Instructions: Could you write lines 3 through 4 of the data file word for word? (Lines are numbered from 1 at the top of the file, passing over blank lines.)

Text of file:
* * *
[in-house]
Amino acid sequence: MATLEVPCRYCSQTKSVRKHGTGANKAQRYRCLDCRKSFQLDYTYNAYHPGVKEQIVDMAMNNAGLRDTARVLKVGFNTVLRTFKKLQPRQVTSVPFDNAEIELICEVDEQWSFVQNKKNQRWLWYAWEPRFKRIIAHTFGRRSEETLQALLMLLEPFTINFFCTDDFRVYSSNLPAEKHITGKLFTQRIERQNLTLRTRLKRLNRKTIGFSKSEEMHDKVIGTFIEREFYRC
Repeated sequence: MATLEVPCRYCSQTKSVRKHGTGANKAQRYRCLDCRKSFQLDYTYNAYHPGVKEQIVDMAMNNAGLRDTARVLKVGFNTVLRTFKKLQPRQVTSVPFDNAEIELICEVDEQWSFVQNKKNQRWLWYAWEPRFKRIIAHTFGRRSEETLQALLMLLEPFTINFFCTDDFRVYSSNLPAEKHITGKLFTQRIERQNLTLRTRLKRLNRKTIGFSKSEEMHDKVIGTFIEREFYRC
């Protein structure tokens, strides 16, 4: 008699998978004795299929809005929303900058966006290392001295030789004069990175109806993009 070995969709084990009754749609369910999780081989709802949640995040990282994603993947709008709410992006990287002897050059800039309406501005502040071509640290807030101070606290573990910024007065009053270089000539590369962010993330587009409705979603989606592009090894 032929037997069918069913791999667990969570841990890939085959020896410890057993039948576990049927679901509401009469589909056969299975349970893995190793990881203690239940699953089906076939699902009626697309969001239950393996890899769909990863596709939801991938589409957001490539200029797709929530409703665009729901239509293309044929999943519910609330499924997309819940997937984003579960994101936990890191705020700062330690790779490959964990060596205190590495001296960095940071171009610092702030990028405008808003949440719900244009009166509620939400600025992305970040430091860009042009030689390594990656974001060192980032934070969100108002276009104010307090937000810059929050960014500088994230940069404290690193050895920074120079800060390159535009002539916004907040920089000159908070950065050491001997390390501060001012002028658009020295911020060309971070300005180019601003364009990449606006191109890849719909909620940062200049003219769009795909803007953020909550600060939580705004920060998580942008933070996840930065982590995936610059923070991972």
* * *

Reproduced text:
Repeated sequence: MATLEVPCRYCSQTKSVRKHGTGANKAQRYRCLDCRKSFQLDYTYNAYHPGVKEQIVDMAMNNAGLRDTARVLKVGFNTVLRTFKKLQPRQVTSVPFDNAEIELICEVDEQWSFVQNKKNQRWLWYAWEPRFKRIIAHTFGRRSEETLQALLMLLEPFTINFFCTDDFRVYSSNLPAEKHITGKLFTQRIERQNLTLRTRLKRLNRKTIGFSKSEEMHDKVIGTFIEREFYRC
């Protein structure tokens, strides 16, 4: 008699998978004795299929809005929303900058966006290392001295030789004069990175109806993009 070995969709084990009754749609369910999780081989709802949640995040990282994603993947709008709410992006990287002897050059800039309406501005502040071509640290807030101070606290573990910024007065009053270089000539590369962010993330587009409705979603989606592009090894 032929037997069918069913791999667990969570841990890939085959020896410890057993039948576990049927679901509401009469589909056969299975349970893995190793990881203690239940699953089906076939699902009626697309969001239950393996890899769909990863596709939801991938589409957001490539200029797709929530409703665009729901239509293309044929999943519910609330499924997309819940997937984003579960994101936990890191705020700062330690790779490959964990060596205190590495001296960095940071171009610092702030990028405008808003949440719900244009009166509620939400600025992305970040430091860009042009030689390594990656974001060192980032934070969100108002276009104010307090937000810059929050960014500088994230940069404290690193050895920074120079800060390159535009002539916004907040920089000159908070950065050491001997390390501060001012002028658009020295911020060309971070300005180019601003364009990449606006191109890849719909909620940062200049003219769009795909803007953020909550600060939580705004920060998580942008933070996840930065982590995936610059923070991972």